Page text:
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If you're a pro and doing your own mastering then here are some tips to make the best possible transfer from digital to analog vinyl.

If you're general folk and not quite sure what the heck we're talking about here - then just send us music that simply sounds best to you.


Tips to remember when making your master files are:

  • Do not over compress, over EQ or over process your program. Make your mixes sound satisfying to you.
  • Normalize peak sound levels to about -1db digital scale. Try to make all tracks have same average sound levels.
  • For best vinyl sound place your loudest brightest most important music on the outer tracks for each side.
  • Do not include loud level out-of-phase signals in your master. If using a phase meter keep it in the positive range.
  • Keep sibilance ("sss" and "shh" sounds) to a minimum by de-essing where necessary.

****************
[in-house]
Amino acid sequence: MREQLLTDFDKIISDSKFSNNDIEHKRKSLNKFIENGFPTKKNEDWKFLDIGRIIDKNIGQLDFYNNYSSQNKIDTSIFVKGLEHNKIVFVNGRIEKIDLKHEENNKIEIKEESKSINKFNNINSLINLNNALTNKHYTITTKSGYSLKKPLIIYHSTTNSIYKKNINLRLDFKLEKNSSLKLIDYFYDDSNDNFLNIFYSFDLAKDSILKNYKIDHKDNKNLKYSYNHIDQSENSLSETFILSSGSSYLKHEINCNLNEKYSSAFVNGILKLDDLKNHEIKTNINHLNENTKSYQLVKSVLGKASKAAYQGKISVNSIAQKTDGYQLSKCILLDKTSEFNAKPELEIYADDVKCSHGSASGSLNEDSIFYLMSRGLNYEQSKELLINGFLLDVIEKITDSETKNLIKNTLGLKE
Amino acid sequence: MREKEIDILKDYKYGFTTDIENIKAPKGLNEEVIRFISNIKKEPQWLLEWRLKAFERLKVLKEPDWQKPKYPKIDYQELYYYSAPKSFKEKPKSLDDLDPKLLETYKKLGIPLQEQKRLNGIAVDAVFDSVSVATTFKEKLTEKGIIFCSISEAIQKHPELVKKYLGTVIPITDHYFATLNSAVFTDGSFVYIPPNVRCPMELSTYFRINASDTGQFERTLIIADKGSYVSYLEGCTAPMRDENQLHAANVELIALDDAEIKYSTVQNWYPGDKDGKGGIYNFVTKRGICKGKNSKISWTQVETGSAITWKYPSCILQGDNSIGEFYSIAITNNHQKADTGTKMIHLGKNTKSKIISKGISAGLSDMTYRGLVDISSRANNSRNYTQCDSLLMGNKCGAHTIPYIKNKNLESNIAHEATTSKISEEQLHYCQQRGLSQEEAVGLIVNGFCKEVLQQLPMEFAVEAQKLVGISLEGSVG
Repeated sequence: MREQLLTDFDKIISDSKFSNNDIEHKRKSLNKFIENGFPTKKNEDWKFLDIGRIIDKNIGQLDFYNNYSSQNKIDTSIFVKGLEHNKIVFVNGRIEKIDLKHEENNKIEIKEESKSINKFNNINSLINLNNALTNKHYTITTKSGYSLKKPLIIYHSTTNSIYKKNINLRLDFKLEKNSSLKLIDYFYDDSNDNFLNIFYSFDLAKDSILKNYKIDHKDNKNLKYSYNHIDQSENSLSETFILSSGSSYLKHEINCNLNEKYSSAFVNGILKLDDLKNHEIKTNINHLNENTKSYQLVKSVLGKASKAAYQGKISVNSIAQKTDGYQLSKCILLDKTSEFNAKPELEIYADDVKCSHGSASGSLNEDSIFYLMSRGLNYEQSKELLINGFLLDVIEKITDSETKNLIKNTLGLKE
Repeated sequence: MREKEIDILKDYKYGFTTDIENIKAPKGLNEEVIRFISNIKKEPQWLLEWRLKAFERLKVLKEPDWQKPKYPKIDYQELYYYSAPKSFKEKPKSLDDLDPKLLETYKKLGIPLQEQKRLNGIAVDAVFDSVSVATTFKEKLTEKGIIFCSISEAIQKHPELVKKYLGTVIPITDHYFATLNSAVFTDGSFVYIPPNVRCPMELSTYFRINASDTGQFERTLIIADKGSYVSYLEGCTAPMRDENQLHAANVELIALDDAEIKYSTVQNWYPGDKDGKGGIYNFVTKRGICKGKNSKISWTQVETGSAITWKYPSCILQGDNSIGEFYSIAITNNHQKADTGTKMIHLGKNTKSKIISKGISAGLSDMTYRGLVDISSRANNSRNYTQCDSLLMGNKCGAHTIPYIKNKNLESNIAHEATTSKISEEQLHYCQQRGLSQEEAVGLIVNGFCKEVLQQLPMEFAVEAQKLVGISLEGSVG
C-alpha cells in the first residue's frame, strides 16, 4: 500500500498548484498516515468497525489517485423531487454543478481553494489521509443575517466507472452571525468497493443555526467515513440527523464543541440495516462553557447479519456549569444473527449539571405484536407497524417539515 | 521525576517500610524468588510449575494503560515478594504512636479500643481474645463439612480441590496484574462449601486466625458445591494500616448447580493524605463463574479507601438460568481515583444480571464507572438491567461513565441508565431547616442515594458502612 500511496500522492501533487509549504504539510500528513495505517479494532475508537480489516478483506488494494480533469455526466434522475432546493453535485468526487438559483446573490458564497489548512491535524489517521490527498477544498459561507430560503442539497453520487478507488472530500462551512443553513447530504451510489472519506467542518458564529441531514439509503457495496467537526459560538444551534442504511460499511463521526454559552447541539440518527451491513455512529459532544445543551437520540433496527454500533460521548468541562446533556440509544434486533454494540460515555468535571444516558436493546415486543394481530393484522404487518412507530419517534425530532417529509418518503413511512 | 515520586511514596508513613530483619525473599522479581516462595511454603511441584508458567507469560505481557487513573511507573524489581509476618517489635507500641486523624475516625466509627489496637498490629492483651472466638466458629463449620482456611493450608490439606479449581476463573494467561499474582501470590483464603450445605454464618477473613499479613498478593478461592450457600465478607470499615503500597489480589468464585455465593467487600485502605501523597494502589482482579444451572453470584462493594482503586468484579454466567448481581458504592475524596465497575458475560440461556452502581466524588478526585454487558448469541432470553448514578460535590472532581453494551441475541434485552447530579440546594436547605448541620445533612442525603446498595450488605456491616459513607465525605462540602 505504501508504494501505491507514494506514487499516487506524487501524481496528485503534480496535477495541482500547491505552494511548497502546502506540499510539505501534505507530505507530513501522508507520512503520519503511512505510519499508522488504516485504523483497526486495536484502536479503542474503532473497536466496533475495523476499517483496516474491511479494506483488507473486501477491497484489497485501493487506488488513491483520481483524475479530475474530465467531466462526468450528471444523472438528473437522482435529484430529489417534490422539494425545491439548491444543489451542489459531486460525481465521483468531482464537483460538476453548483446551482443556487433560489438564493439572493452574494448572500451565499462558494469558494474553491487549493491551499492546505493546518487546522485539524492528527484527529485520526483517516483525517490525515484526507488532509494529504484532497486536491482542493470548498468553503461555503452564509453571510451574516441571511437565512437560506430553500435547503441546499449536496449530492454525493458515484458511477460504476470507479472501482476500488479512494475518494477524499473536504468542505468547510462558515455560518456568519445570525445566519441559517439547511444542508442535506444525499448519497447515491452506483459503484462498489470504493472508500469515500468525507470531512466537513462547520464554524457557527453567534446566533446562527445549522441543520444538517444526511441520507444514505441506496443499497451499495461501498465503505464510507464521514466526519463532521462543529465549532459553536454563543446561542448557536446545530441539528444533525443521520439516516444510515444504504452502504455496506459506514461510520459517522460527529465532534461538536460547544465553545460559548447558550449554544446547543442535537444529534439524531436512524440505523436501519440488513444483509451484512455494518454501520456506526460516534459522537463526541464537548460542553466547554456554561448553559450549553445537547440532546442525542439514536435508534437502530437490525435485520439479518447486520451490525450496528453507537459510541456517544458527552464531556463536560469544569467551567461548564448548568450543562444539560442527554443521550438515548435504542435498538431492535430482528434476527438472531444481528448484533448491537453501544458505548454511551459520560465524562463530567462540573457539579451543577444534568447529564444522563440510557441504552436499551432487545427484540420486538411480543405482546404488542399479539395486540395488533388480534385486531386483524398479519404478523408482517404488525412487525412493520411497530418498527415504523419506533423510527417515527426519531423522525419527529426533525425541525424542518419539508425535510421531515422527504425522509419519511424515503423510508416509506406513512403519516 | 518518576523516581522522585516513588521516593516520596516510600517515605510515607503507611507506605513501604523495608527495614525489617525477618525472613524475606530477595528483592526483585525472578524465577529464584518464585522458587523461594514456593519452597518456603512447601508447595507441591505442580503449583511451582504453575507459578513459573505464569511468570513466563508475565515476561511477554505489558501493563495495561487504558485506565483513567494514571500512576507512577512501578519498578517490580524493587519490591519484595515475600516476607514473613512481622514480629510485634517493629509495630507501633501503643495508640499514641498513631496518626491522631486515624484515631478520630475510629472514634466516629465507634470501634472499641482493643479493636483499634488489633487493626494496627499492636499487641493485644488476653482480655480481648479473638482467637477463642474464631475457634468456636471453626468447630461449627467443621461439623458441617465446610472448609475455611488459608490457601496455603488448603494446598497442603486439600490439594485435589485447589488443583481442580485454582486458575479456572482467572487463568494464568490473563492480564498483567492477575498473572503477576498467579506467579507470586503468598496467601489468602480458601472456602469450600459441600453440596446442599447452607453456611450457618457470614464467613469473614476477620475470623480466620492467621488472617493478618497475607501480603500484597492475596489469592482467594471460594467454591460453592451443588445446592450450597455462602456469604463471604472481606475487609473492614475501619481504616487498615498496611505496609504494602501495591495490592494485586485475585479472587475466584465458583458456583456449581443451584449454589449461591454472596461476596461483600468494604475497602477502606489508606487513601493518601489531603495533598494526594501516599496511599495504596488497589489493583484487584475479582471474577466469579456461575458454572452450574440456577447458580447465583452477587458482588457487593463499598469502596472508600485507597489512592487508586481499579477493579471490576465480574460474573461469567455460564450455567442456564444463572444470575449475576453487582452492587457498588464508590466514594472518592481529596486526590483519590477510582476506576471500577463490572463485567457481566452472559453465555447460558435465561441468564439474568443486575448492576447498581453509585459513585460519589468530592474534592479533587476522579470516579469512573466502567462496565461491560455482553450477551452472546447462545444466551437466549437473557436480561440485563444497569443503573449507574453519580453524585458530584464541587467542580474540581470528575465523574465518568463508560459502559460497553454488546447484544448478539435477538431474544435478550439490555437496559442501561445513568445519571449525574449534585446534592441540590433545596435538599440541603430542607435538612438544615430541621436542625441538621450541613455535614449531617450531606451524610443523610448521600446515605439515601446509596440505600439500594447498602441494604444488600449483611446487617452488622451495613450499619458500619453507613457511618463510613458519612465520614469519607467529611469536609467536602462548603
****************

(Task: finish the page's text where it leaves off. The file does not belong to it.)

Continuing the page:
• Blend or mono-ize the bass frequencies. Do not pan low bass frequencies left or right.
  • WARN US of any surprises such as loud sudden transients, deep low bass, sustained high frequency or longer than normal silent passage.

Why is it so important for mixes to be mostly in phase and the bass being in mono?

Phase is more or less irrelevant to digital CD music but when mastering to vinyl it's very important.

If the mix is in phase (mono), the cutter stylus will move from left to right. If the mix is out of phase (stereo) it causes the stylus to move up and down. Too much up and down movement (out-of-phase) will produce a groove that may become too shallow or interrupted - which might cause the playback needle to leave the groove or "skip".

How do I know if my mix is too much out of phase?

Most software has a built in phase meter which should stay in the positive range.

Try listening to your tracks in mono, ideally there shouldn't be a big difference when listening to your tracks in stereo vs mono. If you switch between stereo and mono, kick/bass should stay in the center.

Is there anything I should do when making an LP album with multiple tracks?

Place the brightest loudest most important tracks first as every record sounds best at the beginning (outer grooves of each side). The quiet slower more subdued tracks should be at the end (inner grooves of each side) of the record.